Instantly every eye turned toward one member of the herd, a large fellow who evidently was the leader. A strange purring sound issued from the mouth in the palm of one of his hands, and at the same time he started rapidly toward the bluff, followed by the entire herd.

Their speed and method of locomotion were both remarkable, springing as they did in great leaps of twenty or thirty feet, much after the manner of a kangaroo.

They were rapidly disappearing when it occurred to me to follow them, and so, hurling caution to the winds, I sprang across the meadow in their wake with leaps and bounds even more prodigious than their own, for the muscles of an athletic Earth man produce remarkable results when pitted against the lesser gravity and air pressure of Mars.

Their way led directly towards the apparent source of the river at the base of the cliffs, and as I neared this point I found the meadow dotted with huge boulders that the ravages of time had evidently dislodged from the towering crags above.

For this reason I came quite close to the cause of the disturbance before the scene broke upon my horrified gaze. As I topped a great boulder I saw the herd of plant men surrounding a little group of perhaps five or six green men and women of Barsoom.

That I was indeed upon Mars I now had no doubt, for here were members of the wild hordes that people the dead sea bottoms and deserted cities of that dying planet.

Here were the great males towering in all the majesty of their imposing height; here were the gleaming white tusks protruding from their massive lower jaws to a point near the centre of their foreheads, the laterally placed, protruding eyes with which they could look forward or backward, or to either side without turning their heads, here the strange antennae-like ears rising from the tops of their foreheads; and the additional pair of arms extending from midway between the shoulders and the hips.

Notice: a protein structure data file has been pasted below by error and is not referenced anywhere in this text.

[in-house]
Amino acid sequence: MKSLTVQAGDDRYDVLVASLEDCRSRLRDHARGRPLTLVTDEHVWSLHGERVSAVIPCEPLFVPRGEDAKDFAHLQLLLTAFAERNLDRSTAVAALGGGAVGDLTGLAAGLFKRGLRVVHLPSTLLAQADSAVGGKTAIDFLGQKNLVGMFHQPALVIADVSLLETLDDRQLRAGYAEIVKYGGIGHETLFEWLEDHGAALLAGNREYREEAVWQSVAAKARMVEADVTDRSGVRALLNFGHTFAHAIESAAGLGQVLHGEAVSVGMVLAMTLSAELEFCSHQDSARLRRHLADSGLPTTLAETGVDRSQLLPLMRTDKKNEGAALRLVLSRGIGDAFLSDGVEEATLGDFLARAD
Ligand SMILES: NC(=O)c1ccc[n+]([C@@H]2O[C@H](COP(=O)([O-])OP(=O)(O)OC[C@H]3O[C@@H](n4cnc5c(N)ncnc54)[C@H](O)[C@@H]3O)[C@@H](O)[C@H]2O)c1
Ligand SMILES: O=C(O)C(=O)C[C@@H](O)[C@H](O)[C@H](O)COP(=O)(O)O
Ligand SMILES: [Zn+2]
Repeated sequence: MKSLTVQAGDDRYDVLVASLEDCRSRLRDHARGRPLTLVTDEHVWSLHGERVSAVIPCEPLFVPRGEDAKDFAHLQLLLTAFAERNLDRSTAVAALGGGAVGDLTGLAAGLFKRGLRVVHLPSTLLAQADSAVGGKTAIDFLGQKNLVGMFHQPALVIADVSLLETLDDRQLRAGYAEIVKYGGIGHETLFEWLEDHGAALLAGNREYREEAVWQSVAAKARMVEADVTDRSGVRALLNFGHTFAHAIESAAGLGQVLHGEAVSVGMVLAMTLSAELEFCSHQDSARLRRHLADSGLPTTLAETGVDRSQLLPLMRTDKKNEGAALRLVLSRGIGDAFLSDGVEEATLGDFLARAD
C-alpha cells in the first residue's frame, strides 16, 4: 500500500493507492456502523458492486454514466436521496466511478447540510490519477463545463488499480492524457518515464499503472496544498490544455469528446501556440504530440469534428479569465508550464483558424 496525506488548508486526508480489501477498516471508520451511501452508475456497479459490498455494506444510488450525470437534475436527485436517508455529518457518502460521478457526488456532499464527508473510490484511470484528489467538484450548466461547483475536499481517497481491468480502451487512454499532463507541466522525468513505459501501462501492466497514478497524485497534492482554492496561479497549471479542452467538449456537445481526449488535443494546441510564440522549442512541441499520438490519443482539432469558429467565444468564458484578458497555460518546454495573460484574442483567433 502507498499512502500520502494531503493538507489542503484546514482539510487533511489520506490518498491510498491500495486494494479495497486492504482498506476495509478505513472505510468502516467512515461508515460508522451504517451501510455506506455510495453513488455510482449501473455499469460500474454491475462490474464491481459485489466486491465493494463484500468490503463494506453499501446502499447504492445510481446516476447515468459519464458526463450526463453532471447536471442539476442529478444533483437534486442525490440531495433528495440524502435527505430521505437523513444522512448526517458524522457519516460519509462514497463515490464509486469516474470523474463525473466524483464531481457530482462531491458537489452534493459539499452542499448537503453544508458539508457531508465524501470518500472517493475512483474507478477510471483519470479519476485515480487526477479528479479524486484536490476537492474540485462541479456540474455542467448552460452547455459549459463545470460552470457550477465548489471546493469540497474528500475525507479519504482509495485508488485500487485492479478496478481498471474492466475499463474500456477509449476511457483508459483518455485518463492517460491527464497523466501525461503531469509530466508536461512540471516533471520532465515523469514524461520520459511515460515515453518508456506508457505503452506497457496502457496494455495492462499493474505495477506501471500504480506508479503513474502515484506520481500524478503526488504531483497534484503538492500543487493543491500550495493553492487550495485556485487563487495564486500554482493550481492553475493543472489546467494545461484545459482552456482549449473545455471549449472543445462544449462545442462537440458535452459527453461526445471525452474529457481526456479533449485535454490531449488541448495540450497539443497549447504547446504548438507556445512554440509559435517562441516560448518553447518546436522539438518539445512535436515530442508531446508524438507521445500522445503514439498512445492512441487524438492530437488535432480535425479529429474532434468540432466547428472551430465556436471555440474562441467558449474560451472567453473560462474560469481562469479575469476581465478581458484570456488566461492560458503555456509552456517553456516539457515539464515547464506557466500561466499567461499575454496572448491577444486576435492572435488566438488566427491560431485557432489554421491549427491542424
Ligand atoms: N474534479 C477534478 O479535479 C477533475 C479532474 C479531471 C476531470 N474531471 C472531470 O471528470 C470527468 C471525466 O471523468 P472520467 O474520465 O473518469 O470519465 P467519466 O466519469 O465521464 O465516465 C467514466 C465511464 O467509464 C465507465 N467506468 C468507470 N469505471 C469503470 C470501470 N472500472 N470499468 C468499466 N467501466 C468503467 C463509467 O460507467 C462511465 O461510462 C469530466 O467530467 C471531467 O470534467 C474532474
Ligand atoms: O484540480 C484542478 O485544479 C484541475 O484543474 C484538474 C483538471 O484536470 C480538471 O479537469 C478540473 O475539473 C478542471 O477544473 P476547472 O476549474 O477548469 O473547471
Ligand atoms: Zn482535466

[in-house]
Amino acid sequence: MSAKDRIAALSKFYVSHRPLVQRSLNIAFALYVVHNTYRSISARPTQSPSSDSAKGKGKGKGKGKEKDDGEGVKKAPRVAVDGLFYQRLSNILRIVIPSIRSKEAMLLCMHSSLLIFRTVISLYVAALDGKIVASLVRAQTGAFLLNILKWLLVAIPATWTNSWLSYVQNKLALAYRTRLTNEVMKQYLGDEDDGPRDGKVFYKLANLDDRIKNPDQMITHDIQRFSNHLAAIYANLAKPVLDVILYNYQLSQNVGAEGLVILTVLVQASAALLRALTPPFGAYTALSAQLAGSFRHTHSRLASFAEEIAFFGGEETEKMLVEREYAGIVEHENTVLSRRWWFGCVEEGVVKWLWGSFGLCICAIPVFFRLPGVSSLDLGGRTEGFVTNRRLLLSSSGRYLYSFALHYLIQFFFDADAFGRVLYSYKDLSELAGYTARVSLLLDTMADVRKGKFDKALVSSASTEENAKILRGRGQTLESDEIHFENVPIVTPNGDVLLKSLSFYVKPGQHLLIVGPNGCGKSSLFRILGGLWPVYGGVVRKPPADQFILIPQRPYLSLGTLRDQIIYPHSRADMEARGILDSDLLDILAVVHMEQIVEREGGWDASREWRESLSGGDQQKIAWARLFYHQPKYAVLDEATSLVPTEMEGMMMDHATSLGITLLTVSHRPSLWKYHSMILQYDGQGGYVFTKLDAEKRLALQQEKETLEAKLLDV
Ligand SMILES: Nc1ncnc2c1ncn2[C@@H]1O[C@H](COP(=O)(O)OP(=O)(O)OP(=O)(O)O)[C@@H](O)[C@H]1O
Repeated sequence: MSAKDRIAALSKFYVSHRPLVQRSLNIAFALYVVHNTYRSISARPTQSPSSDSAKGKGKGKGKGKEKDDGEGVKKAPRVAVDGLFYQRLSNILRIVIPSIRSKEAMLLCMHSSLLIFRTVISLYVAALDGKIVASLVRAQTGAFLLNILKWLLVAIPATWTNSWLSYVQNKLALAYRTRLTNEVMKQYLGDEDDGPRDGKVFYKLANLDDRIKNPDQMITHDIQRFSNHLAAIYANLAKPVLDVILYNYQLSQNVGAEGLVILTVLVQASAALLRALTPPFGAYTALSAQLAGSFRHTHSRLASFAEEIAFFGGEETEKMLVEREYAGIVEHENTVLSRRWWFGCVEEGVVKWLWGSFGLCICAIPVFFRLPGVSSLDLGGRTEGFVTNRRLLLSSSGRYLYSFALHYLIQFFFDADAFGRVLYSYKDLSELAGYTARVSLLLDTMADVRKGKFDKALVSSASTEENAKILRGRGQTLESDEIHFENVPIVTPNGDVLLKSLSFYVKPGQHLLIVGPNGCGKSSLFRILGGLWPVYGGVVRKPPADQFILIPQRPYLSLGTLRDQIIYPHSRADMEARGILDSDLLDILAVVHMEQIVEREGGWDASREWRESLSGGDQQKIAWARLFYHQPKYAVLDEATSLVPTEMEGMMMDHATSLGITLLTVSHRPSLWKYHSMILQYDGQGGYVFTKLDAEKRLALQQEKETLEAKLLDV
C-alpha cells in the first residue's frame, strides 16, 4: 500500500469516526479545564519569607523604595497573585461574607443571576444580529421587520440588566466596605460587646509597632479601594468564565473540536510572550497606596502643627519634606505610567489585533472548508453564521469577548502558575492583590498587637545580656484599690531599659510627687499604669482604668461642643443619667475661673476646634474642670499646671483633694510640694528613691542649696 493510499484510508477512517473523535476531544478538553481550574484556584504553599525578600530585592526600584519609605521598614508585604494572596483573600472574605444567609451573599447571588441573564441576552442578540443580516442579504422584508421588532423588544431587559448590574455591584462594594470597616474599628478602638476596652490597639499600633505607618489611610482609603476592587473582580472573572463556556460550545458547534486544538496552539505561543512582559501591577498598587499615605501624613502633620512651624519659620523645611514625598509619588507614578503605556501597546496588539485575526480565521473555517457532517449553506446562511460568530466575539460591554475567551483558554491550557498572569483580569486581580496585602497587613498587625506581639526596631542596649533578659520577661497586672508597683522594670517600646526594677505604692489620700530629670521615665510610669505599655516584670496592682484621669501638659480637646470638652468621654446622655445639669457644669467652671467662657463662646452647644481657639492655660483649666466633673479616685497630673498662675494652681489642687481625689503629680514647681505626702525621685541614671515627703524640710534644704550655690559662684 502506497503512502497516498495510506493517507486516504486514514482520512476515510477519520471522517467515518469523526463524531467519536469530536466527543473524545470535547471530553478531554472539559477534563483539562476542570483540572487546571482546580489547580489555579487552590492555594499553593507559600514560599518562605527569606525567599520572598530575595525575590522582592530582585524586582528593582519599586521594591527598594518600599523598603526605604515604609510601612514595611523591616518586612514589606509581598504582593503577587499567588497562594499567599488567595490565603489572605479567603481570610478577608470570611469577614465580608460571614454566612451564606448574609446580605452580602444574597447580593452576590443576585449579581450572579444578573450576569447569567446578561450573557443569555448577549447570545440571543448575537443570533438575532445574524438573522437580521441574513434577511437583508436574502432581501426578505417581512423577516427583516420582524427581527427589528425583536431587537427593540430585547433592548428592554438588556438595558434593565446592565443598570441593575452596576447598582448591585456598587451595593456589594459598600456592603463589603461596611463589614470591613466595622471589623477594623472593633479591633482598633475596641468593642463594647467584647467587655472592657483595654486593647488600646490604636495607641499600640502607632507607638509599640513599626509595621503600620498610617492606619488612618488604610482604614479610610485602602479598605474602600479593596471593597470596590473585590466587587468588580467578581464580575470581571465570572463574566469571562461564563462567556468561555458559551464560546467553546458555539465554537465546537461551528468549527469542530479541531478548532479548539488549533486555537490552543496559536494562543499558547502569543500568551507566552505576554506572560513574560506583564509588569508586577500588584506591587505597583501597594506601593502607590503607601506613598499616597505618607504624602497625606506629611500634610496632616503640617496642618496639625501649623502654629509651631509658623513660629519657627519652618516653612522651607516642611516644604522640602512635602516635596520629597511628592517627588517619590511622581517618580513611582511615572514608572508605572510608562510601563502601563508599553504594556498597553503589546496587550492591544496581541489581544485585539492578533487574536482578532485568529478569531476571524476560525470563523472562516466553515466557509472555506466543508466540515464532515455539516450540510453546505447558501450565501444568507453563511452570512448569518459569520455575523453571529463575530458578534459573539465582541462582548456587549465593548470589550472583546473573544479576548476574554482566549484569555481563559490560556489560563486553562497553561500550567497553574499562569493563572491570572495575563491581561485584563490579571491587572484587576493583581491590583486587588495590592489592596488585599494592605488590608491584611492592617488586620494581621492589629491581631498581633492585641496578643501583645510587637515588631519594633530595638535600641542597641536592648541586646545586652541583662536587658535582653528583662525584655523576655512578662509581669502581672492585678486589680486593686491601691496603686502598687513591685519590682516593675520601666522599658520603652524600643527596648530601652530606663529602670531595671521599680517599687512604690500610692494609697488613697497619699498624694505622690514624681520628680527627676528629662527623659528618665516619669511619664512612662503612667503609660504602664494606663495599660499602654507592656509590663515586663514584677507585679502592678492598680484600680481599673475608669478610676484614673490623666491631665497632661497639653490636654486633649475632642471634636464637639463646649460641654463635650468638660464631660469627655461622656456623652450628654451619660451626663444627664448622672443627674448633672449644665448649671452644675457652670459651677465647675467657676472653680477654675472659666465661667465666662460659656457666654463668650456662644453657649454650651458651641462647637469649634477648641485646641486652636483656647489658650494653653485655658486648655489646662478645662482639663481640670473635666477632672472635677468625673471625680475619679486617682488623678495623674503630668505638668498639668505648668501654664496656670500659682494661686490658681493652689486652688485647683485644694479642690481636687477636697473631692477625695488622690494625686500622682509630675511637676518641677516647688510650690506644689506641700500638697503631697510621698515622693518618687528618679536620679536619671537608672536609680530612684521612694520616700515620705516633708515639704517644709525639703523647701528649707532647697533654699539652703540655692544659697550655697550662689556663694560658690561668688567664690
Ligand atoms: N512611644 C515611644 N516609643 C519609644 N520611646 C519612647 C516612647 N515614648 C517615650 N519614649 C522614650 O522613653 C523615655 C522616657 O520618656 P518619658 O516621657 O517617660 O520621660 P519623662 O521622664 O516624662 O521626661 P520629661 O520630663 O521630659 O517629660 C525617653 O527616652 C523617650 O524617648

Even without the glossy green hide and the metal ornaments which denoted the tribes to which they belonged, I would have known them on the instant for what they were, for where else in all the universe is their like duplicated?

There were two men and four females in the party and their ornaments denoted them as members of different hordes, a fact which tended to puzzle me infinitely, since the various hordes of green men of Barsoom are eternally at deadly war with one another, and never, except on that single historic instance when the great Tars Tarkas of Thark gathered a hundred and fifty thousand green warriors from several hordes to march upon the doomed city of Zodanga to rescue Dejah Thoris, Princess of Helium, from the clutches of Than Kosis, had I seen green Martians of different hordes associated in other than mortal combat.

But now they stood back to back, facing, in wide-eyed amazement, the very evidently hostile demonstrations of a common enemy.

Both men and women were armed with long-swords and daggers, but no firearms were in evidence, else it had been short shrift for the gruesome plant men of Barsoom.

Presently the leader of the plant men charged the little party, and his method of attack was as remarkable as it was effective, and by its very strangeness was the more potent, since in the science of the green warriors there was no defence for this singular manner of attack, the like of which it soon was evident to me they were as unfamiliar with as they were with the monstrosities which confronted them.

The plant man charged to within a dozen feet of the party and then, with a bound, rose as though to pass directly above their heads. His powerful tail was raised high to one side, and as he passed close above them he brought it down in one terrific sweep that crushed a green warrior’s skull as though it had been an eggshell.